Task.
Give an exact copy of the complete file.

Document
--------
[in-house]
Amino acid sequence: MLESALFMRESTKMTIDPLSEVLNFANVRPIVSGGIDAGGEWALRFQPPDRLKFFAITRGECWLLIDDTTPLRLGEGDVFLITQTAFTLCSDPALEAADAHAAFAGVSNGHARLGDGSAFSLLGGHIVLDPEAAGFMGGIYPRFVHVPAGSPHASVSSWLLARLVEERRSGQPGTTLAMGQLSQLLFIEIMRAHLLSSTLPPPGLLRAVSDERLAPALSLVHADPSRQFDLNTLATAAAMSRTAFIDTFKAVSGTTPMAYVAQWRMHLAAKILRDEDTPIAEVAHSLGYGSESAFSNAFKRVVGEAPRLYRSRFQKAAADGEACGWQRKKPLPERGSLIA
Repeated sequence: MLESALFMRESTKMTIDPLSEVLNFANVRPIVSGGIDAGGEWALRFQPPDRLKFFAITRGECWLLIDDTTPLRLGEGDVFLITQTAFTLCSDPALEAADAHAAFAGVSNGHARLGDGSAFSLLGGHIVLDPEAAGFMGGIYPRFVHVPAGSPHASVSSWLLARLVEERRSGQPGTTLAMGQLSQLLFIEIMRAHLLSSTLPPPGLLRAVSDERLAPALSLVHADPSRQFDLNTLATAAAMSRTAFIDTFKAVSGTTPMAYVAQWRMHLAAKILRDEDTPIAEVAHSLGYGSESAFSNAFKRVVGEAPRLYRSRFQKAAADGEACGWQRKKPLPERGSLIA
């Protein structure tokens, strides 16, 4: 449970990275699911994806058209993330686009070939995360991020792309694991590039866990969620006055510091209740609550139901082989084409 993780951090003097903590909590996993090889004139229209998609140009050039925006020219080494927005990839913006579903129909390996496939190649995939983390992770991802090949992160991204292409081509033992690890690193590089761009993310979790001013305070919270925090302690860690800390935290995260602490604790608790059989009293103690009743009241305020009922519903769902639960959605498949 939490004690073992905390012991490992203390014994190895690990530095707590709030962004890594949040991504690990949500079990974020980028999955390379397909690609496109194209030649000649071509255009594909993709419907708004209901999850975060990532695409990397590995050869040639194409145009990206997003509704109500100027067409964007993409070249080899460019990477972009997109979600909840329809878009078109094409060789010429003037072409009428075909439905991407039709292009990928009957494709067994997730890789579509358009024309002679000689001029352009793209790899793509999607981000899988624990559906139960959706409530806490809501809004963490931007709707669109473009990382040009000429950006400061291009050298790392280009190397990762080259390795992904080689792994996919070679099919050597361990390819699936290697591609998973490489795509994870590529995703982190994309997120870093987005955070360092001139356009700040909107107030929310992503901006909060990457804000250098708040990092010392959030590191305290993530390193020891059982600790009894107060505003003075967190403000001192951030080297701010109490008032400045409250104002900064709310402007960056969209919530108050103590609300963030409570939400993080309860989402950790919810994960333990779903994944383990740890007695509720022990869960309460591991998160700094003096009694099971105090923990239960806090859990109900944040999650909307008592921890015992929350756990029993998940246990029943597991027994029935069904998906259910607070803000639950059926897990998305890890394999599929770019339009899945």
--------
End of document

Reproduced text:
[in-house]
Amino acid sequence: MLESALFMRESTKMTIDPLSEVLNFANVRPIVSGGIDAGGEWALRFQPPDRLKFFAITRGECWLLIDDTTPLRLGEGDVFLITQTAFTLCSDPALEAADAHAAFAGVSNGHARLGDGSAFSLLGGHIVLDPEAAGFMGGIYPRFVHVPAGSPHASVSSWLLARLVEERRSGQPGTTLAMGQLSQLLFIEIMRAHLLSSTLPPPGLLRAVSDERLAPALSLVHADPSRQFDLNTLATAAAMSRTAFIDTFKAVSGTTPMAYVAQWRMHLAAKILRDEDTPIAEVAHSLGYGSESAFSNAFKRVVGEAPRLYRSRFQKAAADGEACGWQRKKPLPERGSLIA
Repeated sequence: MLESALFMRESTKMTIDPLSEVLNFANVRPIVSGGIDAGGEWALRFQPPDRLKFFAITRGECWLLIDDTTPLRLGEGDVFLITQTAFTLCSDPALEAADAHAAFAGVSNGHARLGDGSAFSLLGGHIVLDPEAAGFMGGIYPRFVHVPAGSPHASVSSWLLARLVEERRSGQPGTTLAMGQLSQLLFIEIMRAHLLSSTLPPPGLLRAVSDERLAPALSLVHADPSRQFDLNTLATAAAMSRTAFIDTFKAVSGTTPMAYVAQWRMHLAAKILRDEDTPIAEVAHSLGYGSESAFSNAFKRVVGEAPRLYRSRFQKAAADGEACGWQRKKPLPERGSLIA
């Protein structure tokens, strides 16, 4: 449970990275699911994806058209993330686009070939995360991020792309694991590039866990969620006055510091209740609550139901082989084409 993780951090003097903590909590996993090889004139229209998609140009050039925006020219080494927005990839913006579903129909390996496939190649995939983390992770991802090949992160991204292409081509033992690890690193590089761009993310979790001013305070919270925090302690860690800390935290995260602490604790608790059989009293103690009743009241305020009922519903769902639960959605498949 939490004690073992905390012991490992203390014994190895690990530095707590709030962004890594949040991504690990949500079990974020980028999955390379397909690609496109194209030649000649071509255009594909993709419907708004209901999850975060990532695409990397590995050869040639194409145009990206997003509704109500100027067409964007993409070249080899460019990477972009997109979600909840329809878009078109094409060789010429003037072409009428075909439905991407039709292009990928009957494709067994997730890789579509358009024309002679000689001029352009793209790899793509999607981000899988624990559906139960959706409530806490809501809004963490931007709707669109473009990382040009000429950006400061291009050298790392280009190397990762080259390795992904080689792994996919070679099919050597361990390819699936290697591609998973490489795509994870590529995703982190994309997120870093987005955070360092001139356009700040909107107030929310992503901006909060990457804000250098708040990092010392959030590191305290993530390193020891059982600790009894107060505003003075967190403000001192951030080297701010109490008032400045409250104002900064709310402007960056969209919530108050103590609300963030409570939400993080309860989402950790919810994960333990779903994944383990740890007695509720022990869960309460591991998160700094003096009694099971105090923990239960806090859990109900944040999650909307008592921890015992929350756990029993998940246990029943597991027994029935069904998906259910607070803000639950059926897990998305890890394999599929770019339009899945």